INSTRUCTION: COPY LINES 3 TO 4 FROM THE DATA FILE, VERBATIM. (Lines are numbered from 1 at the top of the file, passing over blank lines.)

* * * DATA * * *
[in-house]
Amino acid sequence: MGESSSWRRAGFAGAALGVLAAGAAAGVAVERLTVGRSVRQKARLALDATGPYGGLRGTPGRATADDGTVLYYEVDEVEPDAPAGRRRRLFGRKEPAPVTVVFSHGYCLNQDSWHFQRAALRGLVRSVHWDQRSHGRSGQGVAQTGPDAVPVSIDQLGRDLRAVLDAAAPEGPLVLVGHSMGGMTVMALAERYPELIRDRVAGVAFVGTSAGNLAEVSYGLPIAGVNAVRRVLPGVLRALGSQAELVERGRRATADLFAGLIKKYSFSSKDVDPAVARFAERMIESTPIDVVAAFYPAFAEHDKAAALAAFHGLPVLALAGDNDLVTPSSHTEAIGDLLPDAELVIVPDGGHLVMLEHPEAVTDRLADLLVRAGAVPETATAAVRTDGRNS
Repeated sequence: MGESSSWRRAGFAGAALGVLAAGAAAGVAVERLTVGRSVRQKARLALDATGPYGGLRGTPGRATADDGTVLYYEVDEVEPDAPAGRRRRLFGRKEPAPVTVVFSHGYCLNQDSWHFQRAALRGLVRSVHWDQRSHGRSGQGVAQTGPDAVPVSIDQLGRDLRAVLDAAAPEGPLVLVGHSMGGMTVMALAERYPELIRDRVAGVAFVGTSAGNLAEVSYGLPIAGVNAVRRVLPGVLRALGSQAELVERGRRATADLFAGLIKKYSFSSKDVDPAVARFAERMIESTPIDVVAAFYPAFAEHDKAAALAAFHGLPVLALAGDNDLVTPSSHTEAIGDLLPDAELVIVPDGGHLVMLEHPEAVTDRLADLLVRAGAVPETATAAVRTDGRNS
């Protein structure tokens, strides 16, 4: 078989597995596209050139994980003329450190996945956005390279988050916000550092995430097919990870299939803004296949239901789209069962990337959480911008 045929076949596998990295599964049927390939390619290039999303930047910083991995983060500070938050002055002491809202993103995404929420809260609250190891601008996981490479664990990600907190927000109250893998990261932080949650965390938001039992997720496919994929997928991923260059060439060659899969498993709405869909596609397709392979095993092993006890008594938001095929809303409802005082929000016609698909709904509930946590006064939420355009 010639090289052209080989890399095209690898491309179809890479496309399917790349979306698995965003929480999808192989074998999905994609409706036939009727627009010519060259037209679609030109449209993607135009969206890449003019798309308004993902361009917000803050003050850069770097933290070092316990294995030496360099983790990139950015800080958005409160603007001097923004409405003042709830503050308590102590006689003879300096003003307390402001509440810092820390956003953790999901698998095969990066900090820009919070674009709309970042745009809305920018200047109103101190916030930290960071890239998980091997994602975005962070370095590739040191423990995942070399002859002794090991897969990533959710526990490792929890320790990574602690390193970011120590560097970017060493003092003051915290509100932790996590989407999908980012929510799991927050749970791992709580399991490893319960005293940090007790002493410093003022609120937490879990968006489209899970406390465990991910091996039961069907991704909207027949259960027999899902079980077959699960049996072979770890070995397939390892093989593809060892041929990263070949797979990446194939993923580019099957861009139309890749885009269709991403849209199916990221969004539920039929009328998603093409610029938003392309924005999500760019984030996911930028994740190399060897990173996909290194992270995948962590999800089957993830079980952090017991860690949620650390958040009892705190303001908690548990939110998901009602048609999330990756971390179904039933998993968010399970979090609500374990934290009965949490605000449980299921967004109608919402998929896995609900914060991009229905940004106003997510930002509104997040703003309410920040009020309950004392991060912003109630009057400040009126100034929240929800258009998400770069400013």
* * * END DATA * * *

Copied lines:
Repeated sequence: MGESSSWRRAGFAGAALGVLAAGAAAGVAVERLTVGRSVRQKARLALDATGPYGGLRGTPGRATADDGTVLYYEVDEVEPDAPAGRRRRLFGRKEPAPVTVVFSHGYCLNQDSWHFQRAALRGLVRSVHWDQRSHGRSGQGVAQTGPDAVPVSIDQLGRDLRAVLDAAAPEGPLVLVGHSMGGMTVMALAERYPELIRDRVAGVAFVGTSAGNLAEVSYGLPIAGVNAVRRVLPGVLRALGSQAELVERGRRATADLFAGLIKKYSFSSKDVDPAVARFAERMIESTPIDVVAAFYPAFAEHDKAAALAAFHGLPVLALAGDNDLVTPSSHTEAIGDLLPDAELVIVPDGGHLVMLEHPEAVTDRLADLLVRAGAVPETATAAVRTDGRNS
């Protein structure tokens, strides 16, 4: 078989597995596209050139994980003329450190996945956005390279988050916000550092995430097919990870299939803004296949239901789209069962990337959480911008 045929076949596998990295599964049927390939390619290039999303930047910083991995983060500070938050002055002491809202993103995404929420809260609250190891601008996981490479664990990600907190927000109250893998990261932080949650965390938001039992997720496919994929997928991923260059060439060659899969498993709405869909596609397709392979095993092993006890008594938001095929809303409802005082929000016609698909709904509930946590006064939420355009 010639090289052209080989890399095209690898491309179809890479496309399917790349979306698995965003929480999808192989074998999905994609409706036939009727627009010519060259037209679609030109449209993607135009969206890449003019798309308004993902361009917000803050003050850069770097933290070092316990294995030496360099983790990139950015800080958005409160603007001097923004409405003042709830503050308590102590006689003879300096003003307390402001509440810092820390956003953790999901698998095969990066900090820009919070674009709309970042745009809305920018200047109103101190916030930290960071890239998980091997994602975005962070370095590739040191423990995942070399002859002794090991897969990533959710526990490792929890320790990574602690390193970011120590560097970017060493003092003051915290509100932790996590989407999908980012929510799991927050749970791992709580399991490893319960005293940090007790002493410093003022609120937490879990968006489209899970406390465990991910091996039961069907991704909207027949259960027999899902079980077959699960049996072979770890070995397939390892093989593809060892041929990263070949797979990446194939993923580019099957861009139309890749885009269709991403849209199916990221969004539920039929009328998603093409610029938003392309924005999500760019984030996911930028994740190399060897990173996909290194992270995948962590999800089957993830079980952090017991860690949620650390958040009892705190303001908690548990939110998901009602048609999330990756971390179904039933998993968010399970979090609500374990934290009965949490605000449980299921967004109608919402998929896995609900914060991009229905940004106003997510930002509104997040703003309410920040009020309950004392991060912003109630009057400040009126100034929240929800258009998400770069400013």